Your report should be submitted in English and should be returned to the responsible editors within six weeks, or sooner. Your comments and recommendation will be treated in strict confidence. However, we reserve the right to pass on all, or part, of your comments to the author anonymously. Reviewers are explicitly asked to record formative feedback on a review form provided by the editor.
When you assess an article it is important to consider both the structure and content. We expect you to give:
- A helpful assessment of the article’s strengths, and diagnosis of its problem areas;
- Clear, constructive advice on how to improve the article; and
- A friendly tone that genuinely seeks to improve the strength of the paper
The above mentioned points (relevance, readability, reasoning and references) should be taken into consideration, recognising that not all the points apply to every article and that some articles may prompt additional questions.
The International Journal for Court Administration is committed to upholding the highest standards of quality and integrity in the publication of its articles.
The editors will take reasonable steps to identify and prevent the publication of papers where research misconduct has occurred, including plagiarism, citation manipulation, and data falsification/fabrication, among others. In no case shall the Journal or its editors encourage such misconduct, or knowingly allow such misconduct to take place.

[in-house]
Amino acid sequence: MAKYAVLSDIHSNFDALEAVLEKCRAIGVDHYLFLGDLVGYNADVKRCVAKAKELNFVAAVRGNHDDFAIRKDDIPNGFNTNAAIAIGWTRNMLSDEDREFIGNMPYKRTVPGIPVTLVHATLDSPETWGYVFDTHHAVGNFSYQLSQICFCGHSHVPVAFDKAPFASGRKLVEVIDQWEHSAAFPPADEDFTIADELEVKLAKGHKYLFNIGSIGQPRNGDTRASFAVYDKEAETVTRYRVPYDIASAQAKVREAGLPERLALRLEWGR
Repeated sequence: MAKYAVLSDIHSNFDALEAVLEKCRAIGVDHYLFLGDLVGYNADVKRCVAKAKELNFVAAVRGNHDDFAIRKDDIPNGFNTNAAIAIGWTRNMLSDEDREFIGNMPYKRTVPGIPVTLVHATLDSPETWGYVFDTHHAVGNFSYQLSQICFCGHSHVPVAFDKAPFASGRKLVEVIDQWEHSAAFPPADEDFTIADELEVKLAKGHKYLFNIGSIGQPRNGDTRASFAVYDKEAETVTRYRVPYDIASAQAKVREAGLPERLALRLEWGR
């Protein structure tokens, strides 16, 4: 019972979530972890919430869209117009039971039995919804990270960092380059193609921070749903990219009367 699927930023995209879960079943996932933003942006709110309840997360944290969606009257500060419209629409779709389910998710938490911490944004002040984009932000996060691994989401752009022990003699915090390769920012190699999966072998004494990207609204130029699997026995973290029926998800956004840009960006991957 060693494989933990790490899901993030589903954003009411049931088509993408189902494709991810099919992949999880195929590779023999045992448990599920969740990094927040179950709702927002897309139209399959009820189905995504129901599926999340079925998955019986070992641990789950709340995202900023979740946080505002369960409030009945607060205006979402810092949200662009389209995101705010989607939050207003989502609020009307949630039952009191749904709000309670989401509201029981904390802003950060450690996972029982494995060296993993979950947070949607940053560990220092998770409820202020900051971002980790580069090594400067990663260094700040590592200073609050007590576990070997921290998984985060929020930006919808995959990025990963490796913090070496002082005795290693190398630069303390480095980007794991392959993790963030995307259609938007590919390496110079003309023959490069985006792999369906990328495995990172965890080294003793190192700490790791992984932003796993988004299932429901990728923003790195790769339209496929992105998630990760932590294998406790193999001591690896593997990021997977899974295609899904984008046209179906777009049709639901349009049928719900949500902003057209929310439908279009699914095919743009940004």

The International Journal for Court Administration adheres to the best practices in the ethics of scholarly publishing stated in the COPE’s (Committee on Publication Ethics) Code of Conduct and Best Practice Guidelines for all parties involved: Authors, Reviewers, and the Publisher.
The Editorial Board of the Journal undertakes to publish all corrections, clarifications, retractions and apologies as soon as possible if and when they are required.
Authors are required to ensure that the submission has not been previously published, that permission has been obtained for the use of copyrighted material and that they do not infringe on the rights of third parties.
To ensure a reliable and open publication process, all authors, reviewers and editors are required to declare any interests that could appear to compromise, conflict or influence the validity of the publication.
The International Journal for Court Administration relies in part on funding from sponsors and advertisers. Advertisements and banners can be placed on the website and in articles. Advertisers and sponsors do not influence the editorial process. The Journal only displays advertisements that are likely to be of interest to the readership. Advertisements or banners shall in no way be offensive and will exclude information that undermines the credibility of the Journal.
This website contains several free of use images and materials. Every effort has been made to trace rights holders, but if any have been inadvertently overlooked, the publishers would be pleased to make the necessary arrangements at the first opportunity.